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Rising Stars Buy: Buying More Rock-Tenn

This article is part of our Rising Star Portfolios series.

When I purchased shares of Rock-Tenn (NYSE: RKT  ) for my Rising Stars Portfolio last month, I saw a value trifecta: obscured earnings power at Smurfit Stone, recently emerged from bankruptcy; a market that wasn't giving proper due to recent consolidation among box-makers and according pricing strength; and potential synergies from Rock-Tenn's recent acquisition of Smurfit.

Cut to today: The shares are off 12%, amid the market's (justified) concerns over the state of the global economy.

To be clear, I don't take the risks of a Greek default lightly. Though recently passed austerity measures reduce the near-term risk, a Eurozone contagion could be outright disastrous. But my sense is that if the Europeans take some hard medicine and Greece proceeds with an orderly restructuring of its debt, the worst-case scenarios will be averted -- at least in the near-term.

Amid this, Rock-Tenn shares are trading at seven times my estimate of this year's cash flow. By my eye, that's stupid cheap, and equally important, affords some margin of safety against disruptions the macro-economy may lob our way. So I'm buying more, in an amount equal to 1.7% of my Rising Star Portfolio's first-year capital.

What's changed?
In the time since I first wrote, a few factors -- some obvious, and some not so much -- have come to light. For one, Greece is still in trouble (and the market is now really concerned, or was) and that could impact the economy. Also, International Paper (NYSE: IP  ) wants to buy Temple-Inland (NYSE: TIN  ) .

All of this economy talk is relevant because Rock-Tenn sells boxes. Because boxes are used to move consumer goods, Rock-Tenn is exposed to the economy at large. But the company's not as exposed to the economy as you'd think: The industry derives close to 60% of its sales from food, beverage, drugs, and household chemicals. Consumption of these goods is relatively inelastic. This, and today's price -- seven times cash flow, to reiterate -- makes the risk of a slowing seem a whole lot less dire.

That gets to the second matter related to the economy. Should it happen, a little bit of weakness, or concerns of surrounding it, might actually be good for Rock-Tenn. The containerboard industry's input costs are tied to commodities -- it produces boxes, after all. In the long run, I expect the industry's newfound pricing discipline to offset commodity cost pressures, but near-term, rising commodity costs will squeeze earnings.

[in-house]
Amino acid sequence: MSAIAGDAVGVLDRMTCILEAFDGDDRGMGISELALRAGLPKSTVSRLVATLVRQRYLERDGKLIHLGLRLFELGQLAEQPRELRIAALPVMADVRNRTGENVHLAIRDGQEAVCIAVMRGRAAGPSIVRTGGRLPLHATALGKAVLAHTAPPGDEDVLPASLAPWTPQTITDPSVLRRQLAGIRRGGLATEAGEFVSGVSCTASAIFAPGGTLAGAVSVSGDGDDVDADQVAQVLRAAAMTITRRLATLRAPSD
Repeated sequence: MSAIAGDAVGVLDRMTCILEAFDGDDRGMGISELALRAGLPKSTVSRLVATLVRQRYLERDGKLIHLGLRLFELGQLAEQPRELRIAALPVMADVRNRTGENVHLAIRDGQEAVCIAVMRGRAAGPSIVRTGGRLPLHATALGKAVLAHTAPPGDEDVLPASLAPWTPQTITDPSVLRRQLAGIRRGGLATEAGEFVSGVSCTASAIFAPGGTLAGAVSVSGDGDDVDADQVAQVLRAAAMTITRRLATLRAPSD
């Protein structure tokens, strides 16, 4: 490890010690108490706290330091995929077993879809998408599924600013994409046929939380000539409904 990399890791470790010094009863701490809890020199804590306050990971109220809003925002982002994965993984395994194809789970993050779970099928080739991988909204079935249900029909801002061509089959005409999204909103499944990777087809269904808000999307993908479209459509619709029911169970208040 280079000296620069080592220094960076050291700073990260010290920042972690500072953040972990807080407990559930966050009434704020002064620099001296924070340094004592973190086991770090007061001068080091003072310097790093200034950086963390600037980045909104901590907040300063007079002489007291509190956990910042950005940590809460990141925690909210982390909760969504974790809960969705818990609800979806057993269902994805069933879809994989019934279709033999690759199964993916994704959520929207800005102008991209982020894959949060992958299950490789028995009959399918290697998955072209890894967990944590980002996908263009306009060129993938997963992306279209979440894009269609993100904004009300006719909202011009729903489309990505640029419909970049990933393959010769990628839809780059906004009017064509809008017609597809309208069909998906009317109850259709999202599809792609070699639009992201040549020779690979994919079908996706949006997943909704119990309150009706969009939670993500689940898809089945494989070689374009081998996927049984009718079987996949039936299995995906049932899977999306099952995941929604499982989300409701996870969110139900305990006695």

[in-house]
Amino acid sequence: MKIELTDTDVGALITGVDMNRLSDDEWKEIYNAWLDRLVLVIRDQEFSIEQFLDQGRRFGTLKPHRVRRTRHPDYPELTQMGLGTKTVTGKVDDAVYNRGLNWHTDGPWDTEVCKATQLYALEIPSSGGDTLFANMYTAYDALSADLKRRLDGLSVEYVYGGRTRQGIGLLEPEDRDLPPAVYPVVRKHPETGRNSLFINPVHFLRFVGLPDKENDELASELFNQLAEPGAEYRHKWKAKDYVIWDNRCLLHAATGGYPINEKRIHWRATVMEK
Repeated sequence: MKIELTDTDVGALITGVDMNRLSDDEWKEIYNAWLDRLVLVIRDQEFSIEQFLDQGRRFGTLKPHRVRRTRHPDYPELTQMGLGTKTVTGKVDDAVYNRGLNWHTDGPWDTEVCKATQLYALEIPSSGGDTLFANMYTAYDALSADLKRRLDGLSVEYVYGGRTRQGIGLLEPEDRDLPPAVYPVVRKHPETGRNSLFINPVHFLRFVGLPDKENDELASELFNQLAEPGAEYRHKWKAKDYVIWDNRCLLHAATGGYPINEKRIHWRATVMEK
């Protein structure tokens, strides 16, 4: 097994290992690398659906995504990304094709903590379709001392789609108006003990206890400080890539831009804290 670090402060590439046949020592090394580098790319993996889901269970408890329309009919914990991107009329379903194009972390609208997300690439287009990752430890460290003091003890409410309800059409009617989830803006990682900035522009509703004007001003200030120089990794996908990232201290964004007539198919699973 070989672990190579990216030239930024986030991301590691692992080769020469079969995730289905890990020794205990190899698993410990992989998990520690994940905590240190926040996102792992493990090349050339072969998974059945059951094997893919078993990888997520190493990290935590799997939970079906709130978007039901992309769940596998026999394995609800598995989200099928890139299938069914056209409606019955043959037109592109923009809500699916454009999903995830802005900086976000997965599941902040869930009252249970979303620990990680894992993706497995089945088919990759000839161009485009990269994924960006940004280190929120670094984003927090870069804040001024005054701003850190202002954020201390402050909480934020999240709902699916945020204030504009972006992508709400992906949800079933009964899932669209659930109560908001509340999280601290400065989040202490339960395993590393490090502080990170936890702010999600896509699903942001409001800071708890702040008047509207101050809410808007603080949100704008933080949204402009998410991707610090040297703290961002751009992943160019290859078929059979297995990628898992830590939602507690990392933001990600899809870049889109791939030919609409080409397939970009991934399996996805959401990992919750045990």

The perception of economic weakness should culminate in lower commodity costs and higher earnings for Rock-Tenn. Absent a major dip to consumer sentiment, and consequential declines to product volumes, a tiny bit of fear is good news for near-term earnings. Yet again, that's a net positive for Rock-Tenn.

Now the last and most interesting element: International Paper's hostile bid for Temple-Inland. Temple duly, and quickly, rebuffed the offer. Though the deal would face antitrust hurdles, and Temple-Inland is likely to wage a mighty fight, the prospect of more consolidation bodes well for the industry. Fewer companies means more pricing power, and this deal would strengthen the industry's already strong hand. That's good news for Rock-Tenn.

Add it up
At seven times my estimate of this year's cash flow, Rock-Tenn shares are basically pricing a company in decline. Things may get ugly, but as it stands, the fundamental elements of my thesis remain unchanged. The shares have simply gotten cheaper. Join me on my discussion board to talk about it.

Michael Olsen does not own shares of any of the companies mentioned. He expects to own several boxes across his lifetime. The Motley Fool owns shares of Rock-Tenn. Try any of our Foolish newsletter services free for 30 days. We Fools may not all hold the same opinions, but we all believe that considering a diverse range of insights makes us better investors. The Motley Fool has a disclosure policy.


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